Disney Enterprises Inc. has filed a patent for an interactive “soft body robot” with 3D printed parts. Initial designs show a figure resembling a snowman, or the character Baymax from Disney’s own Big Hero 6. The soft body robots serve as a blueprint for “humanoid robots and other robots” that independently communicate with humans through touch.

Clip from Disney’s Wall-e

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Several specifications of the patent name 3D printing as the exact method of making the robot, detailing “a single printing process”, and the flexible material to be used as “a rubber, a plastic, or a rubber-like material.” 

Geometric draft of the soft robot. Image via Amane; Katsu; et al.

Geometric draft of the soft robot. Image via Amane; Katsu; et al.

To test the design, inventors made a miniature version of the robot with 3D printed upper body segments. This model, as in the full-scale proposal, is controlled either using jets of air or liquid, as in Harvard University’s autonomous Octobot. Whilst facilitating soft robotic motion, the chosen material also helps to absorb impact, reducing the risk of human injury when interacting with the bot.

The patent states that the “soft skin” makes the robots “robust to playful, physical interaction”, in addition to pressure sensors that allow the sensory aspect of the machine.

Basic structure of the robot torso as detailed in the patent, showing flexibility of the material. Image via Amane; Katsu; et al.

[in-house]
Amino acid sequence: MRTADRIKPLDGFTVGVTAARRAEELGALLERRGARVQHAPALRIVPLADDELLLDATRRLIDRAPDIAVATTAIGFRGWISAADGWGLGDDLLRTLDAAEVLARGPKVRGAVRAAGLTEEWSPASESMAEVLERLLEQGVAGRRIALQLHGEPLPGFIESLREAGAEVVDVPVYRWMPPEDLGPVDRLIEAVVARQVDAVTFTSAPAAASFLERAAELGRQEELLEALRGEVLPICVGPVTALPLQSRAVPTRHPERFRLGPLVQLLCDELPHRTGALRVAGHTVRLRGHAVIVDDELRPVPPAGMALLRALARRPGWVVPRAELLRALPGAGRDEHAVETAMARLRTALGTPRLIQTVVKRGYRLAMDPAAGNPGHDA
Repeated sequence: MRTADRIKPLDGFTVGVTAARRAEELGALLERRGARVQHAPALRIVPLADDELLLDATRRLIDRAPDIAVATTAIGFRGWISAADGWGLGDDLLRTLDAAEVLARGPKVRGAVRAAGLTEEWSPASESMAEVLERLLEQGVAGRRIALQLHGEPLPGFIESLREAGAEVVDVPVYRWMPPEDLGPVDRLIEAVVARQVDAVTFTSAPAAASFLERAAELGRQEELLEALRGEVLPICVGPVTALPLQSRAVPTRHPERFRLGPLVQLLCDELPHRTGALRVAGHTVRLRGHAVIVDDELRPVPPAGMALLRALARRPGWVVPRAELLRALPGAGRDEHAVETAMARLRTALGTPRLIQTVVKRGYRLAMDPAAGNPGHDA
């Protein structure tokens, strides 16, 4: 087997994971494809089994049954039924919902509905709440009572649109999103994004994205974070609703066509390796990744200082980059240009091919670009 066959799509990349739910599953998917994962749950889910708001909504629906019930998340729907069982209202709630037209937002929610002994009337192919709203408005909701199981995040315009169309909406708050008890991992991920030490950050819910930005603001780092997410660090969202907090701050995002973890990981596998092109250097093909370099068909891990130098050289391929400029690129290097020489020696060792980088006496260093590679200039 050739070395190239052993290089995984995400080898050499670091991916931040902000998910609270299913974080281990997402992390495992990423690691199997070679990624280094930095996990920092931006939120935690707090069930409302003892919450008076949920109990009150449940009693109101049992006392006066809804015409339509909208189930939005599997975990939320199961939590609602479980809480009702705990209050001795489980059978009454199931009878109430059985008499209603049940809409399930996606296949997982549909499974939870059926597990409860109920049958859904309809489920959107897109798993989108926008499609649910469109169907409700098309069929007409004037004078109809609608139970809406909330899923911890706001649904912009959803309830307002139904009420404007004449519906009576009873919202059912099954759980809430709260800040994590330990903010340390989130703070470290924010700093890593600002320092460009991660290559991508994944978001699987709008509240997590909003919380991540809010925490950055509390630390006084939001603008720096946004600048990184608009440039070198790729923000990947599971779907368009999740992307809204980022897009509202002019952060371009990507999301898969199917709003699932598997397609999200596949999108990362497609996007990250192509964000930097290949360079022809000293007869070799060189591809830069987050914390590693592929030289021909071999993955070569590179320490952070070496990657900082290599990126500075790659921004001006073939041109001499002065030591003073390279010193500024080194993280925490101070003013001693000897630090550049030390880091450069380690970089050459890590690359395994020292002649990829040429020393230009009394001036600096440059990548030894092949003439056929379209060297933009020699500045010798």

Basic structure of the robot torso as detailed in the patent, showing flexibility of the material. Image via Amane; Katsu; et al.

Custom 3D printed dolls

The company has previously shown significant interest in the 3D printing industry through its Disney Accelerators fund. With this initiative the company invested in 3D printing based startups MakieLab, make-your-own dolls, and Open Bionics, for custom-made prosthesis.

Disney has since reportedly acquired MakieLab. Alice Taylor, MakieLab founder and CEO, now lists her current role as Director, StudioLab at The Walt Disney Studios according to LinkedIn.

Makies dolls in Disney apparel. Photo via MakieLab

Makies dolls in Disney apparel. Photo via MakieLab

3D printing is in use more and more by movie and TV studios, particularly to make life-like props and models for stop-motion animation. New Zealand’s Weta Workshop has been quick to adopt the technology for its special effects practice, as seen in the animatronic geisha models for 2017’s Ghost in the Shell. Laika Studios, makers of the animated feature Kubo and the Two Strings, also used 3D printing to create the multiple expressions of characters in the film. 

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Featured image shows character mascots on Main Street Disneyland. Photo by Anna Fox, harshlight on Flickr

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